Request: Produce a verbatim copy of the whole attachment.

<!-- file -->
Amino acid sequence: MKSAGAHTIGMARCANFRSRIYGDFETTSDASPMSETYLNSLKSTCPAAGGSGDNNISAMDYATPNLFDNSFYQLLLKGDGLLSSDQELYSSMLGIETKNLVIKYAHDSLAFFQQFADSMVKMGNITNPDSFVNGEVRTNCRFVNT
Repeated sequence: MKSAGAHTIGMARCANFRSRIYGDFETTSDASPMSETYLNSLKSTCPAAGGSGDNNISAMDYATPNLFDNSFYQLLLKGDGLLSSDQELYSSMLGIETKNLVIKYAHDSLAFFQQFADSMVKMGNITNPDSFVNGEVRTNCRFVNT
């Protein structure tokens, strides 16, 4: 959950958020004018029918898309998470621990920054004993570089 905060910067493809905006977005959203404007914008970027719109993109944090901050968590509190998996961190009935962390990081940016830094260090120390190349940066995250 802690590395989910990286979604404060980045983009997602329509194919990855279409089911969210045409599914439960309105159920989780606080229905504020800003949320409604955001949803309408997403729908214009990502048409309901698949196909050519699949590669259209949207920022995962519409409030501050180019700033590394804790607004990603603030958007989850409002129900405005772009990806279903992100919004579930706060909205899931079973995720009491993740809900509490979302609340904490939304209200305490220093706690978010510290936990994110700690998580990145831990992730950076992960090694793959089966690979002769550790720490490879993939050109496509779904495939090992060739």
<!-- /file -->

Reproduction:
Amino acid sequence: MKSAGAHTIGMARCANFRSRIYGDFETTSDASPMSETYLNSLKSTCPAAGGSGDNNISAMDYATPNLFDNSFYQLLLKGDGLLSSDQELYSSMLGIETKNLVIKYAHDSLAFFQQFADSMVKMGNITNPDSFVNGEVRTNCRFVNT
Repeated sequence: MKSAGAHTIGMARCANFRSRIYGDFETTSDASPMSETYLNSLKSTCPAAGGSGDNNISAMDYATPNLFDNSFYQLLLKGDGLLSSDQELYSSMLGIETKNLVIKYAHDSLAFFQQFADSMVKMGNITNPDSFVNGEVRTNCRFVNT
């Protein structure tokens, strides 16, 4: 959950958020004018029918898309998470621990920054004993570089 905060910067493809905006977005959203404007914008970027719109993109944090901050968590509190998996961190009935962390990081940016830094260090120390190349940066995250 802690590395989910990286979604404060980045983009997602329509194919990855279409089911969210045409599914439960309105159920989780606080229905504020800003949320409604955001949803309408997403729908214009990502048409309901698949196909050519699949590669259209949207920022995962519409409030501050180019700033590394804790607004990603603030958007989850409002129900405005772009990806279903992100919004579930706060909205899931079973995720009491993740809900509490979302609340904490939304209200305490220093706690978010510290936990994110700690998580990145831990992730950076992960090694793959089966690979002769550790720490490879993939050109496509779904495939090992060739």